I’m late to the game today, getting a post up themed to “Throwback Thursday,” so I’ll just extend it with one called, “Flashback Friday.” It’s apropos too, since I did post a #tbt on my social feeds and was actually pretty surprised by the lukewarm response.
It was the picture of me and Rue McClanahan, taken in 1996 when I was a volunteer for Broadway Cares Equity Fights AIDS. In total, it racked up 17 likes, whereas a photo of my dad and I earned more than 60, just last week. It made me realize that Golden Girls just doesn’t hold the same place in entertainment “nostalgia,” it once did (references were constant, DVDs were played on repeat), nor do a lot of things I cherish from my youth.
Of course, given the nature of this blog, I’m speaking of the great musicals of the 80s/90s. Many may laugh at that comment, but it’s when I was raised, and what I was exposed to as a child growing up on Long Island. With parents who were generous and patient enough to take me to see a range of musicals that are now forever imprinted on my brain. Even today, having seen literally hundreds of shows (I averaged 50 a year, the last two years), I have vivid, color-filled and wonderful memories of shows like Sunset Boulevard, Cats, The Who’s Tommy, Ragtime (original cast), Will Rogers Follies and of course, Les Miserables – the original production, which I saw an incredible 6 times.
WHAT WERE YOUR FAVORITE SHOWS OF THE 80s AND 90s? COMMENT, BELOW!
Even some of the revivals, done through the lens of our cultural perspective of that time were magnificent – Show Boat, that literally took up nearly 2/3’s of the Gershwin Theater, A Funny Thing Happened on the Way to the Forum (starring Nathan Lane), and a magnificent production of Damn Yankees, starring Victor Garber and Bebe Neuwirth.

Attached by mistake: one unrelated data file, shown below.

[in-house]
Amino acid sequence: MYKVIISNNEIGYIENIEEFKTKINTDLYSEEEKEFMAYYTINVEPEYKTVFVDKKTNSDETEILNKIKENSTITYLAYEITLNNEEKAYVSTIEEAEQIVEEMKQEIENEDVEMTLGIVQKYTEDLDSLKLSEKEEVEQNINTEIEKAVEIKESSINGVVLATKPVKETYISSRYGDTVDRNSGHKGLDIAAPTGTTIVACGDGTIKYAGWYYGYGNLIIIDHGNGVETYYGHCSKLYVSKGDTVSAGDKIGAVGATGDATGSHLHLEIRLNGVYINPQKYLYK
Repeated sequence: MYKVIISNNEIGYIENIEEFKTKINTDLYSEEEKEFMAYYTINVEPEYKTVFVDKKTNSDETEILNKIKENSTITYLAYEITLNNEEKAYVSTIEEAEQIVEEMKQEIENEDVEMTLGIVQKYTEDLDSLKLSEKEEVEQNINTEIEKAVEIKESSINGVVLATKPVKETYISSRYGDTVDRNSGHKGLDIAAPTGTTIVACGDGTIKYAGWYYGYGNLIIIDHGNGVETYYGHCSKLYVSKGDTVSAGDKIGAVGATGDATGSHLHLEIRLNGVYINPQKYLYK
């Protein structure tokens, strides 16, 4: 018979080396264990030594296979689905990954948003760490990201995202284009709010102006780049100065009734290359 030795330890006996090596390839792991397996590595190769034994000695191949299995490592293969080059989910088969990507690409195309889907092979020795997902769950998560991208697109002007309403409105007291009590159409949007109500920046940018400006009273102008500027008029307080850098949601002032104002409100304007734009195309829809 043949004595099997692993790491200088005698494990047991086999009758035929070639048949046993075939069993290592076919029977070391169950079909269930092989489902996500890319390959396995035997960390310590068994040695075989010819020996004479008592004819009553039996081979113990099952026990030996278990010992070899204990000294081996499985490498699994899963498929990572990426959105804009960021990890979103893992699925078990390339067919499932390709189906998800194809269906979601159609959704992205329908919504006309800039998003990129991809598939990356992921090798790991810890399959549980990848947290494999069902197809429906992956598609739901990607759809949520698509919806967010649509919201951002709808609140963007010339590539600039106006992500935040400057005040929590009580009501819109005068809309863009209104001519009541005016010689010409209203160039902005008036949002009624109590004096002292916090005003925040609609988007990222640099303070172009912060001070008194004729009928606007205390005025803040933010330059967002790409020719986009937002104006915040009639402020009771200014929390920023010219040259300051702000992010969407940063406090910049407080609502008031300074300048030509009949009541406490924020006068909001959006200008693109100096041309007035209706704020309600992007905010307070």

I’m focusing on this time period, because sadly I think it’s impossible for us to regain the Golden Age of Broadway. The time of Rodgers & Hammerstein(& Hart), Leonard Bernstein, Jule Styne, and others who created such masterpieces as Gypsy, West Side Story, Oklahoma, Pal Joey and On The Town, is gone.
I say that because it was a reflection of the culture of that time. To go to the theater was an event, and one seen as essential to our American values. These shows weren’t only on Broadway, but traveled too – bringing stars like Ethel Merman and Carol Channing to local venues around the country. Channing must have toured the entire world for 50 years with Hello Dolly, Robert Preston with Camelot, Topol in Fiddler on the Roof and of course Yul Brenner, the force of The King and I.
No, just as culture changes, so does its creative outputs. So, for me, growing up in the Reagan/Bush/Clinton years, there was a different sentiment. Besides isolated events like the Gulf War, there was an optimism and belief that capitalism was at its peak. So, producers poured money into productions that would reflect this era – a time of new modernity, style and limitless opportunities. It’s from this view that mega-musicals like Phantom of the Opera, Starlight Express and Cats were born.
Of course these three were all written by Andrew Lloyd Webber, at the time he was truly a driving force creating and shaping our theater-going experiences both here in the U.S., and in London’s West End. In fact, at one time even Phantom was a must-see show, vs. the tourist attraction it is today.